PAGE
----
Easy question, simple algebra

1. Jun 11, 2009

Philoctetes

1. The problem statement, all variables and given/known data

This is just a question about order of operations. I recently started working through Morris Kline's "Calculus: An Intuitive and Physical Approach", but unfortunately my algebra's a bit rusty and the book doesn't list answers. I searched around via Google but I couldn't find any answers to this particular question.

2. Relevant equations

f(x) = -x^2

3. The attempt at a solution

I'm not sure how to deal with the negative sign here or in similar equations. If I'm solving for x = some number, let's say 2 [i.e. f(2)], do I apply the exponent and then apply the negative sign (so the answer would be -4)? I remember something from school about how you can treat the minus sign as a -1 multiplied by whichever relevant quantities in some situations. In this case, I might rewrite the equation as f(2) = -1(2^2). Or, should I just treat the base as negative in this sort of situation, so the answer would be 4 (-2*-2)?

In the same way, if I'm entering f(-2), would it be -4 [-1(-2*-2)], or would it be 4 (negatives cancel each other out)?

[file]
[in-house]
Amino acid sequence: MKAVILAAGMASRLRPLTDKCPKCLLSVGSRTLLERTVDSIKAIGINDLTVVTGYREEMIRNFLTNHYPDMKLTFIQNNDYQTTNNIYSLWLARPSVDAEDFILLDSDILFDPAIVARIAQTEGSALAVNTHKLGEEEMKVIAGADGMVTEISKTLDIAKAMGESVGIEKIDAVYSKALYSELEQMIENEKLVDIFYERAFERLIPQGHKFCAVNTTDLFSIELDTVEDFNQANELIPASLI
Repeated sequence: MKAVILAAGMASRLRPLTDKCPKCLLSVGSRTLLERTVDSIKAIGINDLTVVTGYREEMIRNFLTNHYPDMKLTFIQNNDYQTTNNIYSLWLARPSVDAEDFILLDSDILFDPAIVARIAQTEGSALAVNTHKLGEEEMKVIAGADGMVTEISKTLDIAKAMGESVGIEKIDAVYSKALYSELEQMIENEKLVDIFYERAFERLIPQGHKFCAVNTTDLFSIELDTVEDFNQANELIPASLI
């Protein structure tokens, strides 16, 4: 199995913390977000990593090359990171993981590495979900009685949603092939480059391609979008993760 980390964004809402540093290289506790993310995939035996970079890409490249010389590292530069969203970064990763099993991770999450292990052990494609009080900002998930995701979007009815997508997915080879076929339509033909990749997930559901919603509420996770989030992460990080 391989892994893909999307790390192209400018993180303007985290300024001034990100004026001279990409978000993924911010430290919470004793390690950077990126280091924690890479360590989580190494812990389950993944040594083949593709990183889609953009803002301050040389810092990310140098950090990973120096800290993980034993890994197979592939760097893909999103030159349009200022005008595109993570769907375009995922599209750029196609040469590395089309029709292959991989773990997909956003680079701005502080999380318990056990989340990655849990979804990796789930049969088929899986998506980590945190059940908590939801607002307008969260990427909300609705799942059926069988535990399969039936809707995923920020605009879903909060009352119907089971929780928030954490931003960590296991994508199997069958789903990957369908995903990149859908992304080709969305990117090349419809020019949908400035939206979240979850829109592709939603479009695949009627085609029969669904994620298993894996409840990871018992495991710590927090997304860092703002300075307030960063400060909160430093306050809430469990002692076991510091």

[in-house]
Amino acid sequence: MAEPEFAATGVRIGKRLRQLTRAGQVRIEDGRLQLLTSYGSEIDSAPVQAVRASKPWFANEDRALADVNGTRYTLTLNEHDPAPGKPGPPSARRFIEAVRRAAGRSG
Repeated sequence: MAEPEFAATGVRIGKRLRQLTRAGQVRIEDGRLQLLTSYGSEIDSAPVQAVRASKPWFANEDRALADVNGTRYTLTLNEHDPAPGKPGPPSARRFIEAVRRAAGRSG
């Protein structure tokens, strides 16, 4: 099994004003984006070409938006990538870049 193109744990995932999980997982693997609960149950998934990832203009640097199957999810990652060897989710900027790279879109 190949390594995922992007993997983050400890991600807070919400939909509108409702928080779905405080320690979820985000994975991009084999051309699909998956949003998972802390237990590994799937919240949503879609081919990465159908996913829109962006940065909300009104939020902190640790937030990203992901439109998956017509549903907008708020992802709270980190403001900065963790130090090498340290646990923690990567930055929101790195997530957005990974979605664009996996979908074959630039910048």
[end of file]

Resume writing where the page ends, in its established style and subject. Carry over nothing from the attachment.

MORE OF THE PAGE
Thanks, sorry if this question seems a bit trivial.

2. Jun 11, 2009

rock.freak667

f(x)= -1*(x^2)

do what is in the brackets first, in this case for x=2, get 22 then multiply by -1.

3. Jun 11, 2009

Staff: Mentor

I wasn't sure about this one (whether a unary prefix operator is lower in precedence than multiplication), but you appear to be correct. At least wikipedia.org says so too:

http://en.wikipedia.org/wiki/Order_of_operations

.

4. Jun 11, 2009

Philoctetes

So you are you saying that is is correct to rewrite f(x) = -x^2 as f(x) = -1*(x^2)? I just want to make sure you didn't misunderstand my post. I remember the basic order of operations, at least as far as the acronym goes - PEMDAS. I know how to solve f(x) = -1*(x^2).

5. Jun 11, 2009

qntty

yes, -x^2 = -1*(x^2)

6. Jun 11, 2009

Philoctetes

Okay, thanks all.